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Diagnostic Imaging

Lake Regional offers a full range of diagnostic imaging services, from X-rays to 3-D mammography. Patients receive diagnostic imaging services both at Lake Regional Hospital and at Lake Regional Imaging Center, located near the hospital at 1075 Nichols Road.


Lake Regional Diagnostic Imaging in the hospital provides appointments for routine, scheduled outpatient procedures from 7 a.m. to 4:15 p.m., Monday through Friday.

Lake Regional Imaging Center's regular business hours are from 8 a.m. to 4:30 p.m., Monday through Friday. The Imaging Center also offers MRI appointments from 7:15 a.m. to 5:30 p.m. and ultrasound appointments from 7:15 a.m. to 4:30 p.m., Monday through Friday.

Services at Lake Regional Hospital

  • X-ray (radiology)
  • CT (computerized tomography)
  • MRI (magnetic resonance imaging)
  • Ultrasound
  • Nuclear medicine

Services at Lake Regional Imaging Center

  • CT (computed tomography)Imaging Center
  • Cardiac CT (computed tomography)
  • Mobile PET/CT (position emission tomography and computed tomography)
  • Magnetic resonance imaging (MRI)*
  • Lung cancer screening
  • Ultrasound
  • Digital X-ray (radiology)
  • Bone density testing
  • Body composition analysis
  • Breast imaging services
    • 3-D mammography
    • Digital mammography
    • Breast MRI
    • Breast ultrasound
    • Ultrasound breast biopsy (minimally invasive, virtually painless)

*Lake Regional Imaging Center offers an open-bore MRI system. The open design accommodates patients of all ages and sizes, including seniors, children and large patients. It also reduces feelings of anxiety and claustrophobia. For many exams, the patient's feet go in first. This feature means that 60 percent of exams are performed with the patient's head outside the chamber.


Do I need a doctor's order?

Yes. All diagnostic imaging services require a doctor's order.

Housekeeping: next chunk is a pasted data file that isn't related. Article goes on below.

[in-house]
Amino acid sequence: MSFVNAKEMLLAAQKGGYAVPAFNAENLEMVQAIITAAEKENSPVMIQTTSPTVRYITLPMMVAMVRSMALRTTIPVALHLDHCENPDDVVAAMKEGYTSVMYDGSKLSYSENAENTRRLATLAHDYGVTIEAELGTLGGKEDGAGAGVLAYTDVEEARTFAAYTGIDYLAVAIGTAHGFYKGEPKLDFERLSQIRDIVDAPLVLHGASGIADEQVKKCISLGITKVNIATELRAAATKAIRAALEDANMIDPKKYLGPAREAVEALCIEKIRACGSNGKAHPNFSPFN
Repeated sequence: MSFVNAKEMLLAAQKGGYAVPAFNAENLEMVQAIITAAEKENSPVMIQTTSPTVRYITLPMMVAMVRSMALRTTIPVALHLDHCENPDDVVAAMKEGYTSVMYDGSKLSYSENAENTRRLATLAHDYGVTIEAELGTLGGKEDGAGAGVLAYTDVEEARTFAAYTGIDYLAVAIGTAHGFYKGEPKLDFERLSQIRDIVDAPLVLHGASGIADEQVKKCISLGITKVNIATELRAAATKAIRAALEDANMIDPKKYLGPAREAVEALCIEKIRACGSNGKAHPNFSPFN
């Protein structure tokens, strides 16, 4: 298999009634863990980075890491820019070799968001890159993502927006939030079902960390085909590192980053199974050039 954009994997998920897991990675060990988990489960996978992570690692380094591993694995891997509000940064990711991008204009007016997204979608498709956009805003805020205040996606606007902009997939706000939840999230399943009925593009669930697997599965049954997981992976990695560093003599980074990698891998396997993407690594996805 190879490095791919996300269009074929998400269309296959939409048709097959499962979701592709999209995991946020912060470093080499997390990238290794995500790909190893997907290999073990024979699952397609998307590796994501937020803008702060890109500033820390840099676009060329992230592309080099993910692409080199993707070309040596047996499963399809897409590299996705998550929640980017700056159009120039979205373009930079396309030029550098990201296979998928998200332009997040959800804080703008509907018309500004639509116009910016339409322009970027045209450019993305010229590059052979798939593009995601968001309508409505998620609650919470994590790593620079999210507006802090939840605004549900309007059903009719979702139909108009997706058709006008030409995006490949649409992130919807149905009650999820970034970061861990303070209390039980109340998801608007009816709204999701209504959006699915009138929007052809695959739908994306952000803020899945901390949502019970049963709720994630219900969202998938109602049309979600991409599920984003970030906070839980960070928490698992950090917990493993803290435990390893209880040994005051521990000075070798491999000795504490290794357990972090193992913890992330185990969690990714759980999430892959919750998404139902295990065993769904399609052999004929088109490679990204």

Where do I check in?

Patients receiving imaging services at the hospital should check in with Patient Registration, located near the hospital's main entrance. Patients receiving imaging services at Lake Regional Imaging Center should check in at the center's front desk.

What kind of clothing should I wear?

Wear comfortable clothing that can be adjusted or removed easily, depending on the procedure.

Can I wear jewelry?

Watches, necklaces and jewelry sometimes interfere with testing procedures. We recommend you leave these items at home the day of the procedure.

What should I do if I can't keep an appointment?

Please notify us in advance if you cannot keep an appointment so it can be rescheduled. 

Medical radiation: A cause for concern?

Worries about radiation shouldn't keep you from getting a test you need, but it is a good idea to take steps to minimize your exposure.

Medical radiation: A cause for concern?

X-rays, CT scans and other imaging tests have revolutionized the practice of medicine. Without picking up a scalpel, doctors can peer inside the body and locate, diagnose and treat various medical conditions.

But despite their many potential benefits, some of these tests expose patients to small amounts of radiation. And exposure to too much radiation could potentially increase a person's risk for cancer.